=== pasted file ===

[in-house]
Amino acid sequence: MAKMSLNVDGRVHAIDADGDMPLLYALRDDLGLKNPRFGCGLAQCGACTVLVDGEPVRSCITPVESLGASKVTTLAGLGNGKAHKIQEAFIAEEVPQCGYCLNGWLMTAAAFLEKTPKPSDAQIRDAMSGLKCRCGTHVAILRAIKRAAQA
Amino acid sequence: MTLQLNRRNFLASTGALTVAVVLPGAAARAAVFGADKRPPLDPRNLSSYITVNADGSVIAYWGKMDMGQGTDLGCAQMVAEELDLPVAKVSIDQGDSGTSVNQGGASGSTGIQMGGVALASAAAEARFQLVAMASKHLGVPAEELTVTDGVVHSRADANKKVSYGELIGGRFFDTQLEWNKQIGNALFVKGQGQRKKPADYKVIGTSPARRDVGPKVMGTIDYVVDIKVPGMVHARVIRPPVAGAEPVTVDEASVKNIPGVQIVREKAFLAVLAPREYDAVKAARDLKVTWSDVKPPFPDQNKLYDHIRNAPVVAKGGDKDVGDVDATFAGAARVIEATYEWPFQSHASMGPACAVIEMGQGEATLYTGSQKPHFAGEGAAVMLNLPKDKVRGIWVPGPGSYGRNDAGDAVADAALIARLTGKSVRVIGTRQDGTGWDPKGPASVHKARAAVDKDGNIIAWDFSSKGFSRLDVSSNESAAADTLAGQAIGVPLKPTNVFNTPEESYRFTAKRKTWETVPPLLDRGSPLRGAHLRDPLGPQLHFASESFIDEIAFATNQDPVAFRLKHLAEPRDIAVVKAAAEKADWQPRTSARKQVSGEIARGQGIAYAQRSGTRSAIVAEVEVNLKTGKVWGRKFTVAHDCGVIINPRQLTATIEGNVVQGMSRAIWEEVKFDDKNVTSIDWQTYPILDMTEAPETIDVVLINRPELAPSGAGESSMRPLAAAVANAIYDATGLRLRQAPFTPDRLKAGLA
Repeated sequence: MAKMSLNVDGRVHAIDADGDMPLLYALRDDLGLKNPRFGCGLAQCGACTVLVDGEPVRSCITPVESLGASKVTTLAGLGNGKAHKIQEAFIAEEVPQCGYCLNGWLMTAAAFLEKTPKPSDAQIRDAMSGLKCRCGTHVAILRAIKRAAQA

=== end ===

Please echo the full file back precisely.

[in-house]
Amino acid sequence: MAKMSLNVDGRVHAIDADGDMPLLYALRDDLGLKNPRFGCGLAQCGACTVLVDGEPVRSCITPVESLGASKVTTLAGLGNGKAHKIQEAFIAEEVPQCGYCLNGWLMTAAAFLEKTPKPSDAQIRDAMSGLKCRCGTHVAILRAIKRAAQA
Amino acid sequence: MTLQLNRRNFLASTGALTVAVVLPGAAARAAVFGADKRPPLDPRNLSSYITVNADGSVIAYWGKMDMGQGTDLGCAQMVAEELDLPVAKVSIDQGDSGTSVNQGGASGSTGIQMGGVALASAAAEARFQLVAMASKHLGVPAEELTVTDGVVHSRADANKKVSYGELIGGRFFDTQLEWNKQIGNALFVKGQGQRKKPADYKVIGTSPARRDVGPKVMGTIDYVVDIKVPGMVHARVIRPPVAGAEPVTVDEASVKNIPGVQIVREKAFLAVLAPREYDAVKAARDLKVTWSDVKPPFPDQNKLYDHIRNAPVVAKGGDKDVGDVDATFAGAARVIEATYEWPFQSHASMGPACAVIEMGQGEATLYTGSQKPHFAGEGAAVMLNLPKDKVRGIWVPGPGSYGRNDAGDAVADAALIARLTGKSVRVIGTRQDGTGWDPKGPASVHKARAAVDKDGNIIAWDFSSKGFSRLDVSSNESAAADTLAGQAIGVPLKPTNVFNTPEESYRFTAKRKTWETVPPLLDRGSPLRGAHLRDPLGPQLHFASESFIDEIAFATNQDPVAFRLKHLAEPRDIAVVKAAAEKADWQPRTSARKQVSGEIARGQGIAYAQRSGTRSAIVAEVEVNLKTGKVWGRKFTVAHDCGVIINPRQLTATIEGNVVQGMSRAIWEEVKFDDKNVTSIDWQTYPILDMTEAPETIDVVLINRPELAPSGAGESSMRPLAAAVANAIYDATGLRLRQAPFTPDRLKAGLA
Repeated sequence: MAKMSLNVDGRVHAIDADGDMPLLYALRDDLGLKNPRFGCGLAQCGACTVLVDGEPVRSCITPVESLGASKVTTLAGLGNGKAHKIQEAFIAEEVPQCGYCLNGWLMTAAAFLEKTPKPSDAQIRDAMSGLKCRCGTHVAILRAIKRAAQA